So yes, Assassin's Creed 2 is playable but their copy protection is only broken in the sense that AC2 designers decided to make the server-client for this game return static responses that can be collected and eventually make the game playable for pirates.

Wait - what? The server returns the same responses for everyone? This was their "unbreakable" DRM? Was it at least encrypted or something?

Comment Re:Keep hating Microsoft while Apple goes unchecke (Score 1) 695

First of all, who do you mean by "we" exactly. I don't let Apple "get away" with anything because, well, how the heck could I stop them. I don't buy their stuff anymore, but that's not exactly going to bother them that much.

Second of all - Microsoft was a big bad bogeyman mostly because they had the corporate desktop market and the home personal computer market under their thumbs. That made for a lot of people who were worried about Microsoft's actions and eventually led to an anti-trust suit. Apple, OTOH, is generally a consumer electronics company at this point and their control affects people the same way that Sony's control over the Playstation or Nintendo's control over the Wii affects them. Sure there are some companies affected - mostly software development companies and media conglomerates - but there aren't the large financial institutions, military, industrial and other companies who were concerned about Microsoft's monopoly practices. As long as Apple sticks to the consumer electronics market and doesn't make their products mission critical to companies with more money, clout and leverage than they have, they'll be fine. Apple's big misstep could come if they start looking like they could become a monopoly over media distribution - if they overstep in that direction the media companies will come down on them like a ton of bricks because they won't want Apple to have so much control over their business. As long as they don't go that far, they'll be fine.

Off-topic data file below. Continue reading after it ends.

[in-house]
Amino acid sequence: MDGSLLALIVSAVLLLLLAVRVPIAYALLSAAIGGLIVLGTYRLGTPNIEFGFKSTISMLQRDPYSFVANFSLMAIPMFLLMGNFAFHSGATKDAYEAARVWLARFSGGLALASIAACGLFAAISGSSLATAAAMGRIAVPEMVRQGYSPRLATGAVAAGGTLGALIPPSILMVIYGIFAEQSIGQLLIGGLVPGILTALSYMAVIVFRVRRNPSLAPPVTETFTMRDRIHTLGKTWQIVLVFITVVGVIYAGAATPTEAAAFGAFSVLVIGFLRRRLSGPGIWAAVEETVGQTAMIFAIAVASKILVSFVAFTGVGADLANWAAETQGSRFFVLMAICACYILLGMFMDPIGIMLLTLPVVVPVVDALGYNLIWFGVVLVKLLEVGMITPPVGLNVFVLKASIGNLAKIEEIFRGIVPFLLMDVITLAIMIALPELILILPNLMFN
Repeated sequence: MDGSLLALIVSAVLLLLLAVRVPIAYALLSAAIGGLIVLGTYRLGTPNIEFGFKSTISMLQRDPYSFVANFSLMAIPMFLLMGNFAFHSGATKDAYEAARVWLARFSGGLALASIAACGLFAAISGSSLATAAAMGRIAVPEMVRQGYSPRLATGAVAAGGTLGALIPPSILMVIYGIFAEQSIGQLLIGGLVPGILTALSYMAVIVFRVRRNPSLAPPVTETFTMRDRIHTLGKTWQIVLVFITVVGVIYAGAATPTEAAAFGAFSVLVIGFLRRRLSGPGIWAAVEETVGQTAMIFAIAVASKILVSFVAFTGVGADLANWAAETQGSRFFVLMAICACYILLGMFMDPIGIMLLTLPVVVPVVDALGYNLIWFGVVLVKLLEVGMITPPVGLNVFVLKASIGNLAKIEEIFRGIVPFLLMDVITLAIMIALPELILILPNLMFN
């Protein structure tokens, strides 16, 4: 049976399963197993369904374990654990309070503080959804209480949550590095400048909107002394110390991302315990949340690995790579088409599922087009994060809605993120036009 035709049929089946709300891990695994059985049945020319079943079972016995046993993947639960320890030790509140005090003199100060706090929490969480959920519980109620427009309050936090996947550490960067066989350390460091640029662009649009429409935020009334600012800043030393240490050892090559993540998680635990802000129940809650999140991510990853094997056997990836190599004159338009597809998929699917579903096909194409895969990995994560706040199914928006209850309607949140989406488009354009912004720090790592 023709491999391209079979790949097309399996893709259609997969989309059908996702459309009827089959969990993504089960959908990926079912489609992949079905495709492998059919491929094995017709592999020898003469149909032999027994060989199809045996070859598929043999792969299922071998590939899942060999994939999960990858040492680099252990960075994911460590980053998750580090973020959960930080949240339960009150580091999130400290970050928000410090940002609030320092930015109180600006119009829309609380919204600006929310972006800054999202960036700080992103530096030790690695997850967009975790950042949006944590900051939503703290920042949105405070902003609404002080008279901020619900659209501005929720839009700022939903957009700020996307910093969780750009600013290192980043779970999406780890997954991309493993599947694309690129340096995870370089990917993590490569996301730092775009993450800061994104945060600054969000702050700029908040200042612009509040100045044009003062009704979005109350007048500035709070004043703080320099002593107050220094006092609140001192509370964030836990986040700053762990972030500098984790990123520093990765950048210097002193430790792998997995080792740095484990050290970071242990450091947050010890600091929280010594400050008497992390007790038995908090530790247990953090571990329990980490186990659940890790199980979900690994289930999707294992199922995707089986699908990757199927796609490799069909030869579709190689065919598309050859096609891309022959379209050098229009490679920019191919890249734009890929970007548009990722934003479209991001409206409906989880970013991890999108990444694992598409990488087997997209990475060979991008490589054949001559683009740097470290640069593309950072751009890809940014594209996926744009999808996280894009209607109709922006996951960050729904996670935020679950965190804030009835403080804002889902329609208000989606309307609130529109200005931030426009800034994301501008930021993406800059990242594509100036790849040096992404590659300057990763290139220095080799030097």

I fully expect Google to get smacked down long before Apple does. Google is becoming far too important to far too many parts of the economy, and there's going to be a lot of corporate pressure to keep Google in check over the next decade.